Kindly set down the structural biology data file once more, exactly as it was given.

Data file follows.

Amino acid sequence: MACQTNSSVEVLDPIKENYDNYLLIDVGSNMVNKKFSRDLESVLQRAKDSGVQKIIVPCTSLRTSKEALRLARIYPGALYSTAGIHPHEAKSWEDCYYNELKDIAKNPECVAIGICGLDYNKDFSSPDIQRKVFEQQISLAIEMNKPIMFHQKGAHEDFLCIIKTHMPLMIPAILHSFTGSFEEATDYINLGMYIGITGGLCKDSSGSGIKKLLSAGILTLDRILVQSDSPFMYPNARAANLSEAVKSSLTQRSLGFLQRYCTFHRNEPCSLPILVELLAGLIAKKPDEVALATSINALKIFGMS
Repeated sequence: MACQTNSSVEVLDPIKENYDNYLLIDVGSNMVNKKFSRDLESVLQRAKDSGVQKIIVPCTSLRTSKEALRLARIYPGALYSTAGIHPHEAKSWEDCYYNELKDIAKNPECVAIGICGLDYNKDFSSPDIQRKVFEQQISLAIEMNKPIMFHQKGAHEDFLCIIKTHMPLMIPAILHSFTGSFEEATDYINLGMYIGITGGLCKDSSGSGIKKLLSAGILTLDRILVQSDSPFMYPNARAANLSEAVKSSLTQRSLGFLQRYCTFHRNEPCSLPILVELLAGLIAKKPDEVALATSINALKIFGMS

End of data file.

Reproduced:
Amino acid sequence: MACQTNSSVEVLDPIKENYDNYLLIDVGSNMVNKKFSRDLESVLQRAKDSGVQKIIVPCTSLRTSKEALRLARIYPGALYSTAGIHPHEAKSWEDCYYNELKDIAKNPECVAIGICGLDYNKDFSSPDIQRKVFEQQISLAIEMNKPIMFHQKGAHEDFLCIIKTHMPLMIPAILHSFTGSFEEATDYINLGMYIGITGGLCKDSSGSGIKKLLSAGILTLDRILVQSDSPFMYPNARAANLSEAVKSSLTQRSLGFLQRYCTFHRNEPCSLPILVELLAGLIAKKPDEVALATSINALKIFGMS
Repeated sequence: MACQTNSSVEVLDPIKENYDNYLLIDVGSNMVNKKFSRDLESVLQRAKDSGVQKIIVPCTSLRTSKEALRLARIYPGALYSTAGIHPHEAKSWEDCYYNELKDIAKNPECVAIGICGLDYNKDFSSPDIQRKVFEQQISLAIEMNKPIMFHQKGAHEDFLCIIKTHMPLMIPAILHSFTGSFEEATDYINLGMYIGITGGLCKDSSGSGIKKLLSAGILTLDRILVQSDSPFMYPNARAANLSEAVKSSLTQRSLGFLQRYCTFHRNEPCSLPILVELLAGLIAKKPDEVALATSINALKIFGMS